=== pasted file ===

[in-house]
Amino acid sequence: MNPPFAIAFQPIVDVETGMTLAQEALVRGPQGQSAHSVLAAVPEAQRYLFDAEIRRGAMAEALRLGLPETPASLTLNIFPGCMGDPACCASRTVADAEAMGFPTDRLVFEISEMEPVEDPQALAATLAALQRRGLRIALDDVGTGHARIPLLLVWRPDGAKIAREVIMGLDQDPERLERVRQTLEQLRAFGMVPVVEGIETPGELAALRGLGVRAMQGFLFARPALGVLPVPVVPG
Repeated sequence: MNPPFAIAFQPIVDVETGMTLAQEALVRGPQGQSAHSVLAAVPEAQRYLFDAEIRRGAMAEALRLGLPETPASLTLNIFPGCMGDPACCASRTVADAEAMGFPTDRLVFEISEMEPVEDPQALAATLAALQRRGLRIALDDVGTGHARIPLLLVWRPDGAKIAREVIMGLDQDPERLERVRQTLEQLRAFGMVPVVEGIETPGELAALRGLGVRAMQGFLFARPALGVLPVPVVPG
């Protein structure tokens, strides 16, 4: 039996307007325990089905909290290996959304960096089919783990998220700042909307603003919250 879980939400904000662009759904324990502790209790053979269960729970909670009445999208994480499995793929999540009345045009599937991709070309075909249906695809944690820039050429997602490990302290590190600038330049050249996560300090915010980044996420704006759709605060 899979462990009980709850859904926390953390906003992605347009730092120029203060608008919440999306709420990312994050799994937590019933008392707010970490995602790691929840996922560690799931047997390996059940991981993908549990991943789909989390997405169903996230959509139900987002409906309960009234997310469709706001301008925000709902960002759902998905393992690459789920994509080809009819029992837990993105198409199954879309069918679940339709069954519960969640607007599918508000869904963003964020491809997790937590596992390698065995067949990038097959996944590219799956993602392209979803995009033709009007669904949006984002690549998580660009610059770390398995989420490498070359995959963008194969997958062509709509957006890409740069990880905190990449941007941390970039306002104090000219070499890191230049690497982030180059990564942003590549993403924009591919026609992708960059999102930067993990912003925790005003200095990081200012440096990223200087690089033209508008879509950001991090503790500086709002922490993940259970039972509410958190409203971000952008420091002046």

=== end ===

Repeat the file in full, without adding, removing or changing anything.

[in-house]
Amino acid sequence: MNPPFAIAFQPIVDVETGMTLAQEALVRGPQGQSAHSVLAAVPEAQRYLFDAEIRRGAMAEALRLGLPETPASLTLNIFPGCMGDPACCASRTVADAEAMGFPTDRLVFEISEMEPVEDPQALAATLAALQRRGLRIALDDVGTGHARIPLLLVWRPDGAKIAREVIMGLDQDPERLERVRQTLEQLRAFGMVPVVEGIETPGELAALRGLGVRAMQGFLFARPALGVLPVPVVPG
Repeated sequence: MNPPFAIAFQPIVDVETGMTLAQEALVRGPQGQSAHSVLAAVPEAQRYLFDAEIRRGAMAEALRLGLPETPASLTLNIFPGCMGDPACCASRTVADAEAMGFPTDRLVFEISEMEPVEDPQALAATLAALQRRGLRIALDDVGTGHARIPLLLVWRPDGAKIAREVIMGLDQDPERLERVRQTLEQLRAFGMVPVVEGIETPGELAALRGLGVRAMQGFLFARPALGVLPVPVVPG
């Protein structure tokens, strides 16, 4: 039996307007325990089905909290290996959304960096089919783990998220700042909307603003919250 879980939400904000662009759904324990502790209790053979269960729970909670009445999208994480499995793929999540009345045009599937991709070309075909249906695809944690820039050429997602490990302290590190600038330049050249996560300090915010980044996420704006759709605060 899979462990009980709850859904926390953390906003992605347009730092120029203060608008919440999306709420990312994050799994937590019933008392707010970490995602790691929840996922560690799931047997390996059940991981993908549990991943789909989390997405169903996230959509139900987002409906309960009234997310469709706001301008925000709902960002759902998905393992690459789920994509080809009819029992837990993105198409199954879309069918679940339709069954519960969640607007599918508000869904963003964020491809997790937590596992390698065995067949990038097959996944590219799956993602392209979803995009033709009007669904949006984002690549998580660009610059770390398995989420490498070359995959963008194969997958062509709509957006890409740069990880905190990449941007941390970039306002104090000219070499890191230049690497982030180059990564942003590549993403924009591919026609992708960059999102930067993990912003925790005003200095990081200012440096990223200087690089033209508008879509950001991090503790500086709002922490993940259970039972509410958190409203971000952008420091002046």